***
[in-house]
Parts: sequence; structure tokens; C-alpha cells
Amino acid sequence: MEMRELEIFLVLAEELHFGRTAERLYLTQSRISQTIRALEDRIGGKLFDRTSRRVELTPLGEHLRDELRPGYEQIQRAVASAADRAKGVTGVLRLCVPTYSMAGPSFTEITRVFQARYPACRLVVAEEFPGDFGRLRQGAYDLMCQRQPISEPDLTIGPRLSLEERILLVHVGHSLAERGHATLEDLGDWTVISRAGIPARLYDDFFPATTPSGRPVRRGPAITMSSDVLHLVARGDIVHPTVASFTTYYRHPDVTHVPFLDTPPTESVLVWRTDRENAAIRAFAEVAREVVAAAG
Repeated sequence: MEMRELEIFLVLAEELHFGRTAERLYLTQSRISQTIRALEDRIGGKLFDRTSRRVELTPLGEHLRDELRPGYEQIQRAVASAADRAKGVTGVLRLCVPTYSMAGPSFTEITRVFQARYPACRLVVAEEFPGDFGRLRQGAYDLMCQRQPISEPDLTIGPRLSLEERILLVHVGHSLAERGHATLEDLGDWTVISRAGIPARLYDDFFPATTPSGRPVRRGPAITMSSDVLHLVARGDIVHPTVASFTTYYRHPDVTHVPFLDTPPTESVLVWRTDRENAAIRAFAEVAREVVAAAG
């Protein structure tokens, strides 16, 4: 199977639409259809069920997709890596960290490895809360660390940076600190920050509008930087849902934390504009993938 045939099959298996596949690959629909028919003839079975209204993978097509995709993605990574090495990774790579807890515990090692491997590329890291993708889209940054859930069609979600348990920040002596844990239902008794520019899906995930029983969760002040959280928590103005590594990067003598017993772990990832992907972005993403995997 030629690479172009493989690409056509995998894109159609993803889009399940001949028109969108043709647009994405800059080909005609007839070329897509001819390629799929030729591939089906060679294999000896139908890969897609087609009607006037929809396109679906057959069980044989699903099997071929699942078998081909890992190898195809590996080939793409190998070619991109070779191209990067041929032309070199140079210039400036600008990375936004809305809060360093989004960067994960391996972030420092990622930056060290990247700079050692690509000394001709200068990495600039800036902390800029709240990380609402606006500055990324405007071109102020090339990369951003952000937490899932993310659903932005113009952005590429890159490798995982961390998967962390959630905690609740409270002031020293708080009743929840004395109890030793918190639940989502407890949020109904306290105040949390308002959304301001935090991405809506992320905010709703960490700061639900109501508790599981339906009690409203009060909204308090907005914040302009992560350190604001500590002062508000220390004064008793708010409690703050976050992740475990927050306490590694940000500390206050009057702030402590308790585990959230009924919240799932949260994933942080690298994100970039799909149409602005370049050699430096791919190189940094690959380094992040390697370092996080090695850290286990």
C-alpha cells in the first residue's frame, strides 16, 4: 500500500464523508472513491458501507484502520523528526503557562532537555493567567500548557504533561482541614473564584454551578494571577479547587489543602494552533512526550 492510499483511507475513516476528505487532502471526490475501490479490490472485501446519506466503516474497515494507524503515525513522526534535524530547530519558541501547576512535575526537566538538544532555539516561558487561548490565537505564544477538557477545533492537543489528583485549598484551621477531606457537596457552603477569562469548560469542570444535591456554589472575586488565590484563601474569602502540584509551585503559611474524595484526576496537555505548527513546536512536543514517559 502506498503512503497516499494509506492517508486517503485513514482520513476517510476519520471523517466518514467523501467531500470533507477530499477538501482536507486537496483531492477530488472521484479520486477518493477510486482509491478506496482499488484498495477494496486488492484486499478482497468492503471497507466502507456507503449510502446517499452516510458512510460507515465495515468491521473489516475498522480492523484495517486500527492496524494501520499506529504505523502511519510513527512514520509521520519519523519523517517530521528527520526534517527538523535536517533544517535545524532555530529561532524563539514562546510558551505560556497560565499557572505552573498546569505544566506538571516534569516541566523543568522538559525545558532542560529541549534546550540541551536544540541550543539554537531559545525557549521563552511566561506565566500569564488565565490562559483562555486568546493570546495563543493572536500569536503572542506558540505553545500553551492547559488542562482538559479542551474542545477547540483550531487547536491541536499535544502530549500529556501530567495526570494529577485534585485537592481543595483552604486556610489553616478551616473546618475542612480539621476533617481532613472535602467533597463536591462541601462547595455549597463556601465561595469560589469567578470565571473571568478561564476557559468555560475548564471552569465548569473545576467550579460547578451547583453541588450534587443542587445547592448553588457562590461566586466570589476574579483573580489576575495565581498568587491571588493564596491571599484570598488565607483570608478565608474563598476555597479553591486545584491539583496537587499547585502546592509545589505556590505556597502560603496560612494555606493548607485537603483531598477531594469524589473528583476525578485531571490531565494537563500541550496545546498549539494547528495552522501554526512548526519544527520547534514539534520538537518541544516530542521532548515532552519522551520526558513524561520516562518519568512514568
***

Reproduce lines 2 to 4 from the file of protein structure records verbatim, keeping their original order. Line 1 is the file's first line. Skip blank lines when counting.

Parts: sequence; structure tokens; C-alpha cells
Amino acid sequence: MEMRELEIFLVLAEELHFGRTAERLYLTQSRISQTIRALEDRIGGKLFDRTSRRVELTPLGEHLRDELRPGYEQIQRAVASAADRAKGVTGVLRLCVPTYSMAGPSFTEITRVFQARYPACRLVVAEEFPGDFGRLRQGAYDLMCQRQPISEPDLTIGPRLSLEERILLVHVGHSLAERGHATLEDLGDWTVISRAGIPARLYDDFFPATTPSGRPVRRGPAITMSSDVLHLVARGDIVHPTVASFTTYYRHPDVTHVPFLDTPPTESVLVWRTDRENAAIRAFAEVAREVVAAAG
Repeated sequence: MEMRELEIFLVLAEELHFGRTAERLYLTQSRISQTIRALEDRIGGKLFDRTSRRVELTPLGEHLRDELRPGYEQIQRAVASAADRAKGVTGVLRLCVPTYSMAGPSFTEITRVFQARYPACRLVVAEEFPGDFGRLRQGAYDLMCQRQPISEPDLTIGPRLSLEERILLVHVGHSLAERGHATLEDLGDWTVISRAGIPARLYDDFFPATTPSGRPVRRGPAITMSSDVLHLVARGDIVHPTVASFTTYYRHPDVTHVPFLDTPPTESVLVWRTDRENAAIRAFAEVAREVVAAAG